One thing is for sure: If you want a solution to America’s foreign-policies woes, you’re not going to find it with Donald Trump, Ted Cruz, Marco Rubio, Hillary Clinton, or any of the other presidential candidates.
That’s because they are all, in varying degrees, interventionists. It is interventionism that is the root cause of America’s foreign-policy woes, including the ongoing threat of terrorism that has so many Americans absolutely frightened to death.
What is an interventionist? It’s a person who believes that it is the federal government’s role to intervene in the affairs of other nations through such things as bribery, assassinations, military coups, bombings, invasions, occupations, supporting foreign regimes, including dictatorships, with cash and weaponry, or supporting anti-regime groups within a nation with cash and weaponry.
The goal of U.S. interventionists is to install rulers around the world who pledge allegiance to the U.S. government and who will fall in line with the wishes and the dictates of the president, the Pentagon, and the CIA.
When a ruler fails to show the proper deference and loyalty to the world’s sole remaining superpower, he immediately subjects himself to the possibility of a U.S. regime-change operation, one that removes him from power and installs a pro-U.S. dictator in his stead.
Interventionism is the reason why so many people hate the United States. U.S. interventionism is up front and personal for many foreigners. Tens of thousands of people around the world have seen family members, loved ones, friends, or countrymen killed or maimed or had their homes and businesses destroyed by U.S. interventionism. When that happens, it’s difficult to suppress anger and rage.
That’s what the U.S. presidential candidates, the federal government’s assets in the mainstream press, and all too many Americans simply cannot bring themselves to understand. They are so filled with anger and fear over the various terrorist attacks in the United States — i.e., the 1993 attack on the World Trade Center, the U.S. embassies in East Africa, the USS Cole, the WTC and Pentagon in 2001, Ft. Hood, Detroit, San Bernardino, and elsewhere — that they are emotionally and psychologically unable to stand above the fray and figure out the cause of all this chaos and mayhem and recognize the solution.
They want revenge and they want to be “safe.” That’s all that matters to them. They want the Pentagon and the CIA to engage in more bombing, more killing, more maiming. That is, they want the U.S. national-security state to do more of what has motivated the terrorists to commit acts of terrorism against the United States. They are as filled with rage as the rage-filled terrorists who are seeking revenge for the death and destruction that U.S. interventionism has wreaked in the Middle East and Afghanistan.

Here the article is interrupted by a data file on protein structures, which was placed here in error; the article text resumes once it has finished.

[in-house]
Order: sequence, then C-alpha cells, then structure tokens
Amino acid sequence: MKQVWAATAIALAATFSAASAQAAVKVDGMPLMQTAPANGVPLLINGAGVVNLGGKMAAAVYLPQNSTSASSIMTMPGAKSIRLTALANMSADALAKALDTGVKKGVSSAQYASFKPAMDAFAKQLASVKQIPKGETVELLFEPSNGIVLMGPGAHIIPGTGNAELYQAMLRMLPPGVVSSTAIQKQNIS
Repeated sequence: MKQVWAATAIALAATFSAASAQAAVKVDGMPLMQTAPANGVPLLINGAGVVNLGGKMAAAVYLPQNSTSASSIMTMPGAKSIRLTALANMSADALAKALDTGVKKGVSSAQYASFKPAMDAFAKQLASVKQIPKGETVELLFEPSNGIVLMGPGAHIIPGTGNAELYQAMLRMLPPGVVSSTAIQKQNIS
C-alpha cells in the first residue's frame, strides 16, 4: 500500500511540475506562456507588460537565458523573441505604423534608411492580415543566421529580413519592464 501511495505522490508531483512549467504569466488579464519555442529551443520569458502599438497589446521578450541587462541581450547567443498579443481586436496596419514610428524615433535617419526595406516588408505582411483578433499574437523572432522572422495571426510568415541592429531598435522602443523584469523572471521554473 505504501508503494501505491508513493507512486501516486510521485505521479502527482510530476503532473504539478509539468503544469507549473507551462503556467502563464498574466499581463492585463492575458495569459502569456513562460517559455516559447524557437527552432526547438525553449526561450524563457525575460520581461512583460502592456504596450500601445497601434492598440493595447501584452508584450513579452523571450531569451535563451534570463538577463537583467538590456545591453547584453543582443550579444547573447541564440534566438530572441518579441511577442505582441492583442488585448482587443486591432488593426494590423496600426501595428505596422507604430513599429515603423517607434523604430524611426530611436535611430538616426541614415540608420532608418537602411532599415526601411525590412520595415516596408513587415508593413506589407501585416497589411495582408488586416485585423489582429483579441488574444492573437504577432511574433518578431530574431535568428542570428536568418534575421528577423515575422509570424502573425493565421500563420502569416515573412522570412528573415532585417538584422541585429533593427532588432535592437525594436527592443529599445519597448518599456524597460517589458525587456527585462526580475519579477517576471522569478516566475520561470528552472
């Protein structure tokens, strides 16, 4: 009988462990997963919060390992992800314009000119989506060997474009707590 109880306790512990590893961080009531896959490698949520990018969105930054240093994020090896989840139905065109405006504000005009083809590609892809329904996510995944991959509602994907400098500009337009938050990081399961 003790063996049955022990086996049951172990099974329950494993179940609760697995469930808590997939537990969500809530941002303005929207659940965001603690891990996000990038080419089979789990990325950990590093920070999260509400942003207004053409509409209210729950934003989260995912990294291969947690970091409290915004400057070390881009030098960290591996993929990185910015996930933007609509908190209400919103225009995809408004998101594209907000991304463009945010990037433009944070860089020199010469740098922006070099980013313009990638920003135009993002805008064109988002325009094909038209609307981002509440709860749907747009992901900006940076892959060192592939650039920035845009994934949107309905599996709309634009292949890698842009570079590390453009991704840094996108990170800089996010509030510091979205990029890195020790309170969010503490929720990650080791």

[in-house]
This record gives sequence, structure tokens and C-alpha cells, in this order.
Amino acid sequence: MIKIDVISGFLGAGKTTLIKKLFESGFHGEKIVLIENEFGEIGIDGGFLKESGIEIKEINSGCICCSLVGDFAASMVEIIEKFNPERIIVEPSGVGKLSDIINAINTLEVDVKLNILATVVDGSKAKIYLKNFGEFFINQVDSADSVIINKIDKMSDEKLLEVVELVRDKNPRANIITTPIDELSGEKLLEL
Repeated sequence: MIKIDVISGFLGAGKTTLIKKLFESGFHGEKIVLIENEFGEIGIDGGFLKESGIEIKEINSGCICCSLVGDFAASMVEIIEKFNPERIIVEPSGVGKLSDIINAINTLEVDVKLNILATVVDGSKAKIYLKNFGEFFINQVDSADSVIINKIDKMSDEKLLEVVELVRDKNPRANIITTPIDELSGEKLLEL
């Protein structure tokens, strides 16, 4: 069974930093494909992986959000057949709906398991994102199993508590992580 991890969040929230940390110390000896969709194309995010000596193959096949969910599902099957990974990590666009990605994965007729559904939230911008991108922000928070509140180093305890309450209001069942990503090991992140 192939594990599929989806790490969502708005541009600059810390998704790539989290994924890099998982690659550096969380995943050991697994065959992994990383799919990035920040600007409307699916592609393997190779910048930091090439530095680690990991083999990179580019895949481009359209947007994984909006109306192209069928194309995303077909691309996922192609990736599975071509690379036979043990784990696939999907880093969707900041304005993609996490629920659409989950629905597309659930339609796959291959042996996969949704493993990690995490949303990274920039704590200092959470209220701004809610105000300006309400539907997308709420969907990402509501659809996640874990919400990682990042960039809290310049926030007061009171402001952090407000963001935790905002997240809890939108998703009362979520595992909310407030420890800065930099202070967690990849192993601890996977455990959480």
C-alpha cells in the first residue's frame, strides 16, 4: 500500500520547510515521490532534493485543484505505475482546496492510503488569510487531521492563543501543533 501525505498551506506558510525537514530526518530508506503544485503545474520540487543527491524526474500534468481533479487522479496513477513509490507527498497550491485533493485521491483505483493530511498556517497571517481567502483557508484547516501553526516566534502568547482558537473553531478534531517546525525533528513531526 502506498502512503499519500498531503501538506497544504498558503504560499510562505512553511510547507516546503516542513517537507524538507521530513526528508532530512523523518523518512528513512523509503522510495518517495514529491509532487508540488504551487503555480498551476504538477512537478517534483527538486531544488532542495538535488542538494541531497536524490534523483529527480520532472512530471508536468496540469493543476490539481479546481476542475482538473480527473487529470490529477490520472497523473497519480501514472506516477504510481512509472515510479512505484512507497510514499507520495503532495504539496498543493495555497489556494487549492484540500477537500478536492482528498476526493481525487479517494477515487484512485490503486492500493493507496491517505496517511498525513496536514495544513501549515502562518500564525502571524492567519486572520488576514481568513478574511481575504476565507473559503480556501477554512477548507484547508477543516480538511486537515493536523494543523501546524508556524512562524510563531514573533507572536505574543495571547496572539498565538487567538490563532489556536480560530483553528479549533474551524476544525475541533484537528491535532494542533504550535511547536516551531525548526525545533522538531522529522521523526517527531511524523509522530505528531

Soon after the 9/11 attacks, I wrote that the federal government’s so-called war on terrorism would end up lasting longer than the its decades-long war on drugs. That’s because U.S. officials were preparing to wreak death and destruction on people in the Middle East and Afghanistan in retaliation for the death and destruction that rage-filled people from the Middle East had wreaked on the United States on 9/11.
What angry Americans couldn’t bring themselves to see was that the 9/11 terrorists were themselves angry for the death and destruction that the U.S. government had wreaked in the Middle East prior to the 9/11 attacks, including the countless Iraqis killed in the Persian Gulf War, the hundreds of thousands of deaths of Iraqi children from the sanctions that the U.S. government enforced against Iraq, U.S. Ambassador Madeleine Albright’s public declaration that the deaths of half-a-million Iraqi children from the sanctions were “worth it,” the stationing of U.S. troops near Islamic holy lands, the longtime support of Middle East dictatorships, and the unconditional support of the Israeli government.
Imagine the following scenario: For the past five years, the Syrian government has been bombing the United States, killing tens of thousands of Americans in the process. Let’s assume that all U.S. anti-aircraft defenses have been made inoperative. The reason for the bombing? Syrian officials are demanding that President Obama step down from office and be replaced by someone more to the liking of Syrian officials. As soon as Obama steps down and is replaced, the bombing of the United States will cease.
My hunch is that 99 percent of the American people would be very angry over all this bombing, death, and destruction. I’d also bet that at least some Americans would be so filled with rage that they would do anything to wreak revenge or to get Syrian officials to stop the bombings that are killing their family members, friends, neighbors, and fellow Americans.
What all too Americans are unable to do is to step in the shoes of the Syrian people and other people in the Middle East and see that those people are reacting in the same way that Americans would react if the situation were reversed.
Consider Syria because it is a perfect example of the utter inanity of interventionism. The U.S. government is bombing Syria and, in the process, killing countless innocent people.